I’ve printed similar objects with a different colored PLA, but I ran out of it and switched to this.

Is it possible that this could be influencing the outcome?

I have tried reducing the printing speed by 50%, but this did not seem to have a significant impact.

[SOLUTION] The problem was a loose screw. The offending part as well as the new result are pictured below. It’s not perfect, which I guess is actually a part of the model this time, but it’s good enough for my purposes and way better than what it was before.

I figured this out by twisting the Z-axis thingy manually all the way to the top to see if I could feel any issues. Towards the top, it would start to ‘skip’, where I would turn and pretty much nothing would happen. I assume this has to do with the lack of lube at the top because my prints rarely go that high. I checked to see if the screws were loose, and sure enough, the top one was. I tightened it up and now my printer is printing like the beast I remember!

  • mindbleach@sh.itjust.works
    link
    fedilink
    arrow-up
    13
    ·
    2 months ago

    Isn’t this kind of a torture case for 3D printing? The higher you go, the more the part itself is an unreliable surface. Even in subtractive manufacturing, any weird sticky-outy bit with an extreme aspect ratio is prone to getting snipped off to become a separate piece.

    Print two cylinders half this tall. Or print one piece flat along the board. Or buy a plastic dowel.

  • Keesrif@beehaw.org
    link
    fedilink
    arrow-up
    12
    ·
    2 months ago

    Check if your print is wobbling when it reaches that height. If it does, you may need to add support to fix that - a few organic support touch points halfway up should help

    • john89OP
      link
      fedilink
      arrow-up
      1
      ·
      2 months ago

      Could you give me advice on how to do that? Is it something that I would have to add manually in a 3D modeling program, or is there a way to do it in Cura?

      • Keesrif@beehaw.org
        link
        fedilink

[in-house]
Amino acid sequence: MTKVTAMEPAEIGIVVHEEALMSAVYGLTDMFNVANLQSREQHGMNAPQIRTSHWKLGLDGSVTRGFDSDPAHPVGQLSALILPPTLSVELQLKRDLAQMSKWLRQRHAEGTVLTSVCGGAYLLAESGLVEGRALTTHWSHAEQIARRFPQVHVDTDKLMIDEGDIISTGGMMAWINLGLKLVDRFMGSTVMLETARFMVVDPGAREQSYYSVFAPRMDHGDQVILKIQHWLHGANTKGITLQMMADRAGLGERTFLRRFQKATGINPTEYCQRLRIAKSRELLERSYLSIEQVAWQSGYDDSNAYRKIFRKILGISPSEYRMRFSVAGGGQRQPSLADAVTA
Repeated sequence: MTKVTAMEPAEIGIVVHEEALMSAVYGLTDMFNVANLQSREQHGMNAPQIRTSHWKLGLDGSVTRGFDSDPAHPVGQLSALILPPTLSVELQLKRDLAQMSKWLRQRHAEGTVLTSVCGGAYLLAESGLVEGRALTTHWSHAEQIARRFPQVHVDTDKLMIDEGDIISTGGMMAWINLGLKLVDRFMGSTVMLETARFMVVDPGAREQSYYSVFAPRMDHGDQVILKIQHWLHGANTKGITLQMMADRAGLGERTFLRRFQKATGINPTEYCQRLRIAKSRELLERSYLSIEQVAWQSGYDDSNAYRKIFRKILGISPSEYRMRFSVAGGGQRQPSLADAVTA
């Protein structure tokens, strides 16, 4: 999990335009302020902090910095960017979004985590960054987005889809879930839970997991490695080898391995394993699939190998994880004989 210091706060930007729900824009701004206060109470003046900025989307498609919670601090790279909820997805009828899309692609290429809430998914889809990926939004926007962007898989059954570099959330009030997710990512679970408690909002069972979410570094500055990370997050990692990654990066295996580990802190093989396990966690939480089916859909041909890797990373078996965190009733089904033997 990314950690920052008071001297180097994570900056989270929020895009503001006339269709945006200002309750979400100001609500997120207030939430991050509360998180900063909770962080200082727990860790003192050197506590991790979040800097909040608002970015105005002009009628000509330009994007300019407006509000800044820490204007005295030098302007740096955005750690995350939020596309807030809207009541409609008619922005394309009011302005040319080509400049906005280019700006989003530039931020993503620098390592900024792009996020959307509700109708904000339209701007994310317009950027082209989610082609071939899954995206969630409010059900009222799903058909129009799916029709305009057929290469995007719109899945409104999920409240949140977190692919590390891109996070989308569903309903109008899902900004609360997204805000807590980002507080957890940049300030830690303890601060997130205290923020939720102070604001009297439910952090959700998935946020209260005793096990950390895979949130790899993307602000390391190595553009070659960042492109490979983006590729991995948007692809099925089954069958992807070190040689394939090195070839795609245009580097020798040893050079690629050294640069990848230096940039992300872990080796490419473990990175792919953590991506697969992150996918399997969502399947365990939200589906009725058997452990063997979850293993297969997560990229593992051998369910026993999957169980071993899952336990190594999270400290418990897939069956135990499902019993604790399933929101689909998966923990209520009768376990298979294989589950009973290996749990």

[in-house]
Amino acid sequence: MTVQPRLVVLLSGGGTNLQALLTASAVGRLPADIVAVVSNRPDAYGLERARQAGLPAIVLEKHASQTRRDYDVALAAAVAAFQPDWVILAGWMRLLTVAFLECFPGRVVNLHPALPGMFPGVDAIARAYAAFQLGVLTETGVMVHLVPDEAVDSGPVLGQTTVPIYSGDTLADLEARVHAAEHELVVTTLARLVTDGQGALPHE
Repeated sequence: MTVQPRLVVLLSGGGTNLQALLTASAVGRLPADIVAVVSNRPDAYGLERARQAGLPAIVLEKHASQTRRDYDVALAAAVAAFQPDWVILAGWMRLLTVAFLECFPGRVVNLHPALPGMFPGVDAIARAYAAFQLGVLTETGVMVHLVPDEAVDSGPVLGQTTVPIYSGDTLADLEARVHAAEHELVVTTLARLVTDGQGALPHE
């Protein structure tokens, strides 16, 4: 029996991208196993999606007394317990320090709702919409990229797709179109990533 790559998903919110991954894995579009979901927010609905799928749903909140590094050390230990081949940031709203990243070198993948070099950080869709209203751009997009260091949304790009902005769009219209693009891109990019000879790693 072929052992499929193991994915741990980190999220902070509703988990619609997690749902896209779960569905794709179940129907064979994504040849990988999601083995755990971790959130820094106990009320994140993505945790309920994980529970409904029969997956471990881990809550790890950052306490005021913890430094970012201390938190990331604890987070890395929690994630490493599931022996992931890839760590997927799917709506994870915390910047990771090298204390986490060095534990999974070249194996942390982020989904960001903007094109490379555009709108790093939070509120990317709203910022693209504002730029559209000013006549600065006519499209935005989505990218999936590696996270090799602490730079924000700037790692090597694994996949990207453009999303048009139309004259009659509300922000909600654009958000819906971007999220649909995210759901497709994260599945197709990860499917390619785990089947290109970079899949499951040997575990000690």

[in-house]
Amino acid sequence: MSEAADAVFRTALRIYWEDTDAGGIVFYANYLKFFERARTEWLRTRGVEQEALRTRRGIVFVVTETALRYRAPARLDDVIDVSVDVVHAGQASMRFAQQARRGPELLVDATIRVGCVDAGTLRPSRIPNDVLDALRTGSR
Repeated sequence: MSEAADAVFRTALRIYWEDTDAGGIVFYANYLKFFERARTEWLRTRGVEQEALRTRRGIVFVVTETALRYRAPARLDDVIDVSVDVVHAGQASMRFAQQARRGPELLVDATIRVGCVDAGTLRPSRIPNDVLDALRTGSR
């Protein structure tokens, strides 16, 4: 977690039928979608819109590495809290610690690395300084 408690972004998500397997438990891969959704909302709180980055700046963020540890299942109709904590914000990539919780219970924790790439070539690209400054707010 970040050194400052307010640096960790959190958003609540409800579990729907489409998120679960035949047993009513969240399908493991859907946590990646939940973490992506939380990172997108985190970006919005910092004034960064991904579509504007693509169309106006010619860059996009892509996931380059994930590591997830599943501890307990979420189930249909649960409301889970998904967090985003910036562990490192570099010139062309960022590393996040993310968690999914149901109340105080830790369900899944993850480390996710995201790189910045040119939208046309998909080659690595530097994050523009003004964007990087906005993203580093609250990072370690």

arrow-up
        1
        ·
        2 months ago

        I am not too familiar with Cura, but I don’t think they have the ‘support painting’ feature of prusaslicer and the likes that would allow this. In those, you can paint where you’d like your support to touch or use modifier meshes to selectively add regions that should be supported. It’s the easiest way I know, though I have heard that Meshmixer also used to be able to do that… but I’ve never tried.

  • Chuymatt@beehaw.org
    link
    fedilink
    arrow-up
    10
    ·
    edit-2
    2 months ago

    Z binding, I think. Your Z axis is binding up either due to issues with that area of your screws or overheating of the motors (less likely). Lubrication can help unless there is an issue of the screws being warped.

    Edit: what machine are you using?

    • john89OP
      link
      fedilink
      arrow-up
      4
      ·
      2 months ago

      Thank you for this information. I am using a Creality Ender 3 V2.

      • Chuymatt@beehaw.org
        link
        fedilink
        arrow-up
        3
        ·
        edit-2
        2 months ago

        So, this seems counterintuitive, but slightly loosening the part that attaches to the x axis can help as well.

        For clarity, you loosen the brass fitting on the x axis that attaches the rod to the x axis.